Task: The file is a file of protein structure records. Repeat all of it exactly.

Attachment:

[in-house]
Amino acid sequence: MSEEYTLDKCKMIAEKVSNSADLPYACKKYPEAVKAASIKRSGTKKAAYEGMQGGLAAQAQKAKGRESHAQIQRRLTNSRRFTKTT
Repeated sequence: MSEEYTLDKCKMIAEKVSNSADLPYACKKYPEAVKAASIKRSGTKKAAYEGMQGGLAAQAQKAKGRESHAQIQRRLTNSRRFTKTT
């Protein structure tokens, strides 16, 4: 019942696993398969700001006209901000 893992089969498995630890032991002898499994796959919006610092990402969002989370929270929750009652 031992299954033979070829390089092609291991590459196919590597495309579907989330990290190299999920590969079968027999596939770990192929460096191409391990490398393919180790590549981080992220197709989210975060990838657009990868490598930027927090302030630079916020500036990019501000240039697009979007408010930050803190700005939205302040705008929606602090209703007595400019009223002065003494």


[in-house]
Amino acid sequence: MSEEYTLDKCKMIAEKVSNSADLPYACKKYPEAVKAASIKRSGTKKAAYEGMQGGLAAQAQKAKGRESHAQIQRRLTNSRRFTKTT
Repeated sequence: MSEEYTLDKCKMIAEKVSNSADLPYACKKYPEAVKAASIKRSGTKKAAYEGMQGGLAAQAQKAKGRESHAQIQRRLTNSRRFTKTT
């Protein structure tokens, strides 16, 4: 019942696993398969700001006209901000 893992089969498995630890032991002898499994796959919006610092990402969002989370929270929750009652 031992299954033979070829390089092609291991590459196919590597495309579907989330990290190299999920590969079968027999596939770990192929460096191409391990490398393919180790590549981080992220197709989210975060990838657009990868490598930027927090302030630079916020500036990019501000240039697009979007408010930050803190700005939205302040705008929606602090209703007595400019009223002065003494």